Could not do that. But I did add that since humans had been living with and using the landscape as long as written history, the ideal landscape image should include successful use, accomodation and management of the landscape.

Just recently, I found a photogenic example that expressed my ideal. The images follow below.

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This foreground field, occurring at the confluence of three mountain valleys and two mountain lakes, was for decades a central air field for national self-defence. When that defence was transferred from props to jets, the airfield became community pasture and recreation for 25,000 local people. The red circle, enlarged in the image below, shows how well major electrical infrastructure has been brought through the adjacent forest.

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This is an enlargement of the red circle shown in the above image.  I should note that this landscape, incredibly photogenic, is regularly photographed by me in all seasons. And despite the well camouflaged electrical power line infrastructure, I always try to frame my photos without any visible infrastructure. We put up with that infrastructure to ameliorate climate, daylight and communications. That is our way of life.

Quarantine at the edge of town

All of us are experiencing quarantine in one form or another. 

But the edge of town? What is that? Traditionally the edge of town was the place where fertile flat lands were cultivated for agriculture that was more valuable than town housing. And necessary.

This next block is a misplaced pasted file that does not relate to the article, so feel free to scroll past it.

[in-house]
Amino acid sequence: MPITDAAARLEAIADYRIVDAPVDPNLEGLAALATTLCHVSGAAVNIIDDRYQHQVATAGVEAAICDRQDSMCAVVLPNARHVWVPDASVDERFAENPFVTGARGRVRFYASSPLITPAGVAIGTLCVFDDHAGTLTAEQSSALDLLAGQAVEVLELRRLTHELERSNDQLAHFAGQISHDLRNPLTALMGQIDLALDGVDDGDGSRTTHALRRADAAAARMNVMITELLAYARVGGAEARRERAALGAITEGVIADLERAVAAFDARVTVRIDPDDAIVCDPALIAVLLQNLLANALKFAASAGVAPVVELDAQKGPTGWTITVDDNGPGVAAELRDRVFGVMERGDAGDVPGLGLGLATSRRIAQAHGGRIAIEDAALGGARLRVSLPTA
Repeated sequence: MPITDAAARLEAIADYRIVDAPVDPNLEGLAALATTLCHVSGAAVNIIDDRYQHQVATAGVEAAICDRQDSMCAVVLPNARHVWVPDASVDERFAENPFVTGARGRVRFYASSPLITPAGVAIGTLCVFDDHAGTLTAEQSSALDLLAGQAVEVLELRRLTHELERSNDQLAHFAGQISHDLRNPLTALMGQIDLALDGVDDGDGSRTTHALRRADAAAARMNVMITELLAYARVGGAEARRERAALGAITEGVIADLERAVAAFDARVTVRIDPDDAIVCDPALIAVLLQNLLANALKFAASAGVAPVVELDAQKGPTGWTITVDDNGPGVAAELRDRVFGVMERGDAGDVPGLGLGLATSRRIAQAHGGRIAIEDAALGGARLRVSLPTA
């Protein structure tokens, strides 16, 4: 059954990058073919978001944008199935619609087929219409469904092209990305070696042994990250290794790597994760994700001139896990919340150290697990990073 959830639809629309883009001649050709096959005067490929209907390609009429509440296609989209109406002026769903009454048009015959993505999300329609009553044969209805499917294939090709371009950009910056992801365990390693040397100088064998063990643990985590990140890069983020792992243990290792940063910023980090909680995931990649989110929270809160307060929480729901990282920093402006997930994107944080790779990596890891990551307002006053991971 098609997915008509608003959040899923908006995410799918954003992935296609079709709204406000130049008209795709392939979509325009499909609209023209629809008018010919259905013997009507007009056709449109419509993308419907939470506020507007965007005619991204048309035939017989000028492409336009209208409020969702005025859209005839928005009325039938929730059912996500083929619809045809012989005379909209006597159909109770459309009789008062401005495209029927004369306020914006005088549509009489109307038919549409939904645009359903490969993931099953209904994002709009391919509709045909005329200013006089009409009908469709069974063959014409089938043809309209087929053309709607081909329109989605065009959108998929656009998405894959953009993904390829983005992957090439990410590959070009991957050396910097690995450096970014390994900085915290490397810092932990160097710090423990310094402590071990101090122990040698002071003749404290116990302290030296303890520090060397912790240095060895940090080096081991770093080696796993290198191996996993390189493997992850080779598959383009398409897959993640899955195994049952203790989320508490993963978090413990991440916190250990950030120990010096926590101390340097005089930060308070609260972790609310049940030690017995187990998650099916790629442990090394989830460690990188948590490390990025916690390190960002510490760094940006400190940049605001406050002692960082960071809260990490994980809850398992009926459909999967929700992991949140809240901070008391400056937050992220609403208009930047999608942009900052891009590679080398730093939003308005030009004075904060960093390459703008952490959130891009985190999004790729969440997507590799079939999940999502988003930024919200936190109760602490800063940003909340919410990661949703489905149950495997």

So, yesterday I took a walk–quarantine all around. Walked by myself. As I walked across town, I saw an open bakery, an open grocery store and an open drug store.  Everything else was closed.

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The town had plenty signs of spring–the forsythias always shout with joy.

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At the edge of town, I saw the agricultural landscape, the spring green of willow trees and the hopeful construction of a tree house.

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Then I saw the farmhouse–so many activities related to food. Farms are amazing producers and guardians.

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At one entry to the farmhouse, I was reminded of the simplest of their products–available almost any day of the year. Direct from the farm: eggs, jams, Alp cheese, goat cheese.

Quarantined? Take a walk. Check out the edge of town.

Old Age

As I observe old age taking interest in my body, it shades my observations of the landscape.

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This apple tree is also under the influence of old age; yet it has retained a balance even though having experienced extreme events during its lifetime. Everybody struggles through life. But how to achieve balance? That is a mystery. Faith? Hope?

 

Free Beer

Most of the time I take photos of plants, gardens or landscapes where I attempt to share something beyond sense perception. That is my fun.

The other day, not far away, I found this sign. Tomorrow is when? Tomorrow never comes. Now isn’t that the funny truth?

And after all, it is not a stretch to say beer is the ideal people and plants linkage. Ethnobotany at its finest.

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See you there tomorrow for free beer.